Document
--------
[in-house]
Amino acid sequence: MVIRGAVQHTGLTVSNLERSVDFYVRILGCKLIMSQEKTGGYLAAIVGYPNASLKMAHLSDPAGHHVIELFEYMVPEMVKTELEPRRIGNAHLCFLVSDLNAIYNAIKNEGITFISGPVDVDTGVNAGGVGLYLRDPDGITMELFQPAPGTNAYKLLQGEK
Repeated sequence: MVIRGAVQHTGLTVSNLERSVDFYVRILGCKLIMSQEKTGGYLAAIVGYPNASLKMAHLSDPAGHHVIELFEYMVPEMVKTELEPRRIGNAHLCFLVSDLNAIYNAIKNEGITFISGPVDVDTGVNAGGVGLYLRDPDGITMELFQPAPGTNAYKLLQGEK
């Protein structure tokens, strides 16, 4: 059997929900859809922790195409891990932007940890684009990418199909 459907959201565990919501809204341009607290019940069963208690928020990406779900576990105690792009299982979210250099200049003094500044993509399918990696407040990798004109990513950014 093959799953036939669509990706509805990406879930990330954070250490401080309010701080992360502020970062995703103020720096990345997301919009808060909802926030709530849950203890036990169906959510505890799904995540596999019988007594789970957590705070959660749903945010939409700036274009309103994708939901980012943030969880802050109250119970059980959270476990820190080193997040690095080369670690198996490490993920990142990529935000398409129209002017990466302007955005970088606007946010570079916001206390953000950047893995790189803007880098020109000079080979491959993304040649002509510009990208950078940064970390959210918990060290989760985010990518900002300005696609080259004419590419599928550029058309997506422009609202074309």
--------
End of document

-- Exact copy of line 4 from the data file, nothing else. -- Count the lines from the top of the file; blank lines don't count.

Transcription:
């Protein structure tokens, strides 16, 4: 059997929900859809922790195409891990932007940890684009990418199909 459907959201565990919501809204341009607290019940069963208690928020990406779900576990105690792009299982979210250099200049003094500044993509399918990696407040990798004109990513950014 093959799953036939669509990706509805990406879930990330954070250490401080309010701080992360502020970062995703103020720096990345997301919009808060909802926030709530849950203890036990169906959510505890799904995540596999019988007594789970957590705070959660749903945010939409700036274009309103994708939901980012943030969880802050109250119970059980959270476990820190080193997040690095080369670690198996490490993920990142990529935000398409129209002017990466302007955005970088606007946010570079916001206390953000950047893995790189803007880098020109000079080979491959993304040649002509510009990208950078940064970390959210918990060290989760985010990518900002300005696609080259004419590419599928550029058309997506422009609202074309």